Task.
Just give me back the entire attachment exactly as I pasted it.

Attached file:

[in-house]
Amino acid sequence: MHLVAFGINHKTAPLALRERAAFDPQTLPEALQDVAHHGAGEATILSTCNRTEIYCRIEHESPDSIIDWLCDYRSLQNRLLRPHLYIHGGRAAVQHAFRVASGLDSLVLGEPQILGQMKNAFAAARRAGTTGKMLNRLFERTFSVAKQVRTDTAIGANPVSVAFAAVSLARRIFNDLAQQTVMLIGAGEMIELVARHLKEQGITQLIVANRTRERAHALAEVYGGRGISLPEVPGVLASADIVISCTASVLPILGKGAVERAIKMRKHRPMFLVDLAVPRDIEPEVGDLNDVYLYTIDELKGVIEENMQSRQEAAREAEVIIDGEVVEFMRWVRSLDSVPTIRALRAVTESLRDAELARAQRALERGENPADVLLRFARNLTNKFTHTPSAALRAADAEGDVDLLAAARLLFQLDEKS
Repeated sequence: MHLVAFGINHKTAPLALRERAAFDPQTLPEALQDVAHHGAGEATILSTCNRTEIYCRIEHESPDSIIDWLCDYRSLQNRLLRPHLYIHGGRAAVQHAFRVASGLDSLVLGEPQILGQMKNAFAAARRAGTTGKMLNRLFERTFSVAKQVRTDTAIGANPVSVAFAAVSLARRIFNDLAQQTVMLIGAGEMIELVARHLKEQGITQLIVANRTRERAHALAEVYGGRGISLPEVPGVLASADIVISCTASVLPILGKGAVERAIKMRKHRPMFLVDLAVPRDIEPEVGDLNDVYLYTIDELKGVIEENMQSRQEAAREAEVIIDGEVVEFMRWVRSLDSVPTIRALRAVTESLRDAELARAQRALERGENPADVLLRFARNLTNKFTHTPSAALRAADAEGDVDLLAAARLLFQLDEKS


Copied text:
[in-house]
Amino acid sequence: MHLVAFGINHKTAPLALRERAAFDPQTLPEALQDVAHHGAGEATILSTCNRTEIYCRIEHESPDSIIDWLCDYRSLQNRLLRPHLYIHGGRAAVQHAFRVASGLDSLVLGEPQILGQMKNAFAAARRAGTTGKMLNRLFERTFSVAKQVRTDTAIGANPVSVAFAAVSLARRIFNDLAQQTVMLIGAGEMIELVARHLKEQGITQLIVANRTRERAHALAEVYGGRGISLPEVPGVLASADIVISCTASVLPILGKGAVERAIKMRKHRPMFLVDLAVPRDIEPEVGDLNDVYLYTIDELKGVIEENMQSRQEAAREAEVIIDGEVVEFMRWVRSLDSVPTIRALRAVTESLRDAELARAQRALERGENPADVLLRFARNLTNKFTHTPSAALRAADAEGDVDLLAAARLLFQLDEKS
Repeated sequence: MHLVAFGINHKTAPLALRERAAFDPQTLPEALQDVAHHGAGEATILSTCNRTEIYCRIEHESPDSIIDWLCDYRSLQNRLLRPHLYIHGGRAAVQHAFRVASGLDSLVLGEPQILGQMKNAFAAARRAGTTGKMLNRLFERTFSVAKQVRTDTAIGANPVSVAFAAVSLARRIFNDLAQQTVMLIGAGEMIELVARHLKEQGITQLIVANRTRERAHALAEVYGGRGISLPEVPGVLASADIVISCTASVLPILGKGAVERAIKMRKHRPMFLVDLAVPRDIEPEVGDLNDVYLYTIDELKGVIEENMQSRQEAAREAEVIIDGEVVEFMRWVRSLDSVPTIRALRAVTESLRDAELARAQRALERGENPADVLLRFARNLTNKFTHTPSAALRAADAEGDVDLLAAARLLFQLDEKS